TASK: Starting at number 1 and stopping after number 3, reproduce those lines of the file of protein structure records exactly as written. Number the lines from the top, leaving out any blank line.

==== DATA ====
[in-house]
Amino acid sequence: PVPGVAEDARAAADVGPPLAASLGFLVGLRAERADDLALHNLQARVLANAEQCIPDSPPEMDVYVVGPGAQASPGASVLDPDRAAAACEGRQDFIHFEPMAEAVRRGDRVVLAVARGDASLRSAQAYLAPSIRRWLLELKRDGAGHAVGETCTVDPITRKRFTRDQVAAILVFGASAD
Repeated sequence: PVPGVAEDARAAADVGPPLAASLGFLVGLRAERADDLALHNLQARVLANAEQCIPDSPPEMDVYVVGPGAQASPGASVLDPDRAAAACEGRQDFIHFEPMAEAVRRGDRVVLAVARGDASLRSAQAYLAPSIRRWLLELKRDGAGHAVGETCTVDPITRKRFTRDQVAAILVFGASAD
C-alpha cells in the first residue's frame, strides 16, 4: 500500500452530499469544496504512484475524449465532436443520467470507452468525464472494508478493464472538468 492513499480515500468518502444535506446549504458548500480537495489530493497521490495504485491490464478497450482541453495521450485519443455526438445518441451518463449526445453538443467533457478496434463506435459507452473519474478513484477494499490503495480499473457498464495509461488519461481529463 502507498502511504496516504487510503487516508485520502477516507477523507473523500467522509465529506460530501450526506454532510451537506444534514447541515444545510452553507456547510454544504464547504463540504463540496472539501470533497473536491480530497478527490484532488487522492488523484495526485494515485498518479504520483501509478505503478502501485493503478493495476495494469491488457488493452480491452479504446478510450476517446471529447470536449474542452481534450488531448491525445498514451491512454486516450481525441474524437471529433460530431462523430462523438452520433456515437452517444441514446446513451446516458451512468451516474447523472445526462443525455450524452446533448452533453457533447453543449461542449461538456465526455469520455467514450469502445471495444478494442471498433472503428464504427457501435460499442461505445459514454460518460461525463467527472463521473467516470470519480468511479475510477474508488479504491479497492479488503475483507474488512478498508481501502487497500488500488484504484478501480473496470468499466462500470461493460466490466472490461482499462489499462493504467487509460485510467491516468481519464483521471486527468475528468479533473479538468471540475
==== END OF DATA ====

[in-house]
Amino acid sequence: PVPGVAEDARAAADVGPPLAASLGFLVGLRAERADDLALHNLQARVLANAEQCIPDSPPEMDVYVVGPGAQASPGASVLDPDRAAAACEGRQDFIHFEPMAEAVRRGDRVVLAVARGDASLRSAQAYLAPSIRRWLLELKRDGAGHAVGETCTVDPITRKRFTRDQVAAILVFGASAD
Repeated sequence: PVPGVAEDARAAADVGPPLAASLGFLVGLRAERADDLALHNLQARVLANAEQCIPDSPPEMDVYVVGPGAQASPGASVLDPDRAAAACEGRQDFIHFEPMAEAVRRGDRVVLAVARGDASLRSAQAYLAPSIRRWLLELKRDGAGHAVGETCTVDPITRKRFTRDQVAAILVFGASAD